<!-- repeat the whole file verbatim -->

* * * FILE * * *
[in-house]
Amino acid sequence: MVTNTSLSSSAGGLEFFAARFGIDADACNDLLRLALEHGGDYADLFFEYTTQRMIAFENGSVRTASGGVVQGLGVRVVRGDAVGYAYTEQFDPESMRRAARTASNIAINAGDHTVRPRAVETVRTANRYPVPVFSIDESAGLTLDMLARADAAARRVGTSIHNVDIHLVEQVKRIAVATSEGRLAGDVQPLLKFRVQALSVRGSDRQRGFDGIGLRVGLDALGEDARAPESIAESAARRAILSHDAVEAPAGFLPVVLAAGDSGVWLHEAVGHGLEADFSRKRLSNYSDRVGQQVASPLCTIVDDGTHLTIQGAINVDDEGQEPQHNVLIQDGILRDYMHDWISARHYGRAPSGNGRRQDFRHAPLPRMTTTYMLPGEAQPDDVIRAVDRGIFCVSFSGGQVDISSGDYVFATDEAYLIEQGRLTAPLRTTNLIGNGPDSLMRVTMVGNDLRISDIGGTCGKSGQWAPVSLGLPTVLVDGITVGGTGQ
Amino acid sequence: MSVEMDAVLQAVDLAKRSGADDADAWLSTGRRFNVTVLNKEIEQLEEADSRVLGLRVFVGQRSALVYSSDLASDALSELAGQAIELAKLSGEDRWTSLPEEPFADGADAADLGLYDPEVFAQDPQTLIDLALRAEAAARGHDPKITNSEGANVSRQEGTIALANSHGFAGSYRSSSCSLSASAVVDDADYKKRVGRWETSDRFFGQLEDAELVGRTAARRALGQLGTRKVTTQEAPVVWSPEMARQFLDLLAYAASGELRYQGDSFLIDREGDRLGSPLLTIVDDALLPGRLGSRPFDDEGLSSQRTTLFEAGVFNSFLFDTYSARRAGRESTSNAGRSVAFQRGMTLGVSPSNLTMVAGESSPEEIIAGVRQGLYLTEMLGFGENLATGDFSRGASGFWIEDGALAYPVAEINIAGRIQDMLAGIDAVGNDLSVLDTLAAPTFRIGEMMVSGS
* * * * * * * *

[in-house]
Amino acid sequence: MVTNTSLSSSAGGLEFFAARFGIDADACNDLLRLALEHGGDYADLFFEYTTQRMIAFENGSVRTASGGVVQGLGVRVVRGDAVGYAYTEQFDPESMRRAARTASNIAINAGDHTVRPRAVETVRTANRYPVPVFSIDESAGLTLDMLARADAAARRVGTSIHNVDIHLVEQVKRIAVATSEGRLAGDVQPLLKFRVQALSVRGSDRQRGFDGIGLRVGLDALGEDARAPESIAESAARRAILSHDAVEAPAGFLPVVLAAGDSGVWLHEAVGHGLEADFSRKRLSNYSDRVGQQVASPLCTIVDDGTHLTIQGAINVDDEGQEPQHNVLIQDGILRDYMHDWISARHYGRAPSGNGRRQDFRHAPLPRMTTTYMLPGEAQPDDVIRAVDRGIFCVSFSGGQVDISSGDYVFATDEAYLIEQGRLTAPLRTTNLIGNGPDSLMRVTMVGNDLRISDIGGTCGKSGQWAPVSLGLPTVLVDGITVGGTGQ
Amino acid sequence: MSVEMDAVLQAVDLAKRSGADDADAWLSTGRRFNVTVLNKEIEQLEEADSRVLGLRVFVGQRSALVYSSDLASDALSELAGQAIELAKLSGEDRWTSLPEEPFADGADAADLGLYDPEVFAQDPQTLIDLALRAEAAARGHDPKITNSEGANVSRQEGTIALANSHGFAGSYRSSSCSLSASAVVDDADYKKRVGRWETSDRFFGQLEDAELVGRTAARRALGQLGTRKVTTQEAPVVWSPEMARQFLDLLAYAASGELRYQGDSFLIDREGDRLGSPLLTIVDDALLPGRLGSRPFDDEGLSSQRTTLFEAGVFNSFLFDTYSARRAGRESTSNAGRSVAFQRGMTLGVSPSNLTMVAGESSPEEIIAGVRQGLYLTEMLGFGENLATGDFSRGASGFWIEDGALAYPVAEINIAGRIQDMLAGIDAVGNDLSVLDTLAAPTFRIGEMMVSGS